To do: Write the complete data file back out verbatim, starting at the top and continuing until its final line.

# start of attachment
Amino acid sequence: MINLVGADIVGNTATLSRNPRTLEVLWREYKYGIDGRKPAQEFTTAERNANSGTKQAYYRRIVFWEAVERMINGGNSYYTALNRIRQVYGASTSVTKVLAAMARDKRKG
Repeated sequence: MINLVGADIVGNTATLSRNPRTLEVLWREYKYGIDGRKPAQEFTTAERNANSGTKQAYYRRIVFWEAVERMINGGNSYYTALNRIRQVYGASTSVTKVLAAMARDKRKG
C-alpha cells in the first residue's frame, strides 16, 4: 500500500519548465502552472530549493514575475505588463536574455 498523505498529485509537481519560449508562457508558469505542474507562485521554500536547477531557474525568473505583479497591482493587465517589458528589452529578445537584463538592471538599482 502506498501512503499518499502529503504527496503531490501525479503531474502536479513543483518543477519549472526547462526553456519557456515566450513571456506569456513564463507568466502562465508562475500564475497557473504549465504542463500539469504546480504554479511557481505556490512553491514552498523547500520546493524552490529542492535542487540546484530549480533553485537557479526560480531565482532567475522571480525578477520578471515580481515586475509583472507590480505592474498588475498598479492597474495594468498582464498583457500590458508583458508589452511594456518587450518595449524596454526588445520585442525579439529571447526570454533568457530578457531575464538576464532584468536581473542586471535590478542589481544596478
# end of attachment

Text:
Amino acid sequence: MINLVGADIVGNTATLSRNPRTLEVLWREYKYGIDGRKPAQEFTTAERNANSGTKQAYYRRIVFWEAVERMINGGNSYYTALNRIRQVYGASTSVTKVLAAMARDKRKG
Repeated sequence: MINLVGADIVGNTATLSRNPRTLEVLWREYKYGIDGRKPAQEFTTAERNANSGTKQAYYRRIVFWEAVERMINGGNSYYTALNRIRQVYGASTSVTKVLAAMARDKRKG
C-alpha cells in the first residue's frame, strides 16, 4: 500500500519548465502552472530549493514575475505588463536574455 498523505498529485509537481519560449508562457508558469505542474507562485521554500536547477531557474525568473505583479497591482493587465517589458528589452529578445537584463538592471538599482 502506498501512503499518499502529503504527496503531490501525479503531474502536479513543483518543477519549472526547462526553456519557456515566450513571456506569456513564463507568466502562465508562475500564475497557473504549465504542463500539469504546480504554479511557481505556490512553491514552498523547500520546493524552490529542492535542487540546484530549480533553485537557479526560480531565482532567475522571480525578477520578471515580481515586475509583472507590480505592474498588475498598479492597474495594468498582464498583457500590458508583458508589452511594456518587450518595449524596454526588445520585442525579439529571447526570454533568457530578457531575464538576464532584468536581473542586471535590478542589481544596478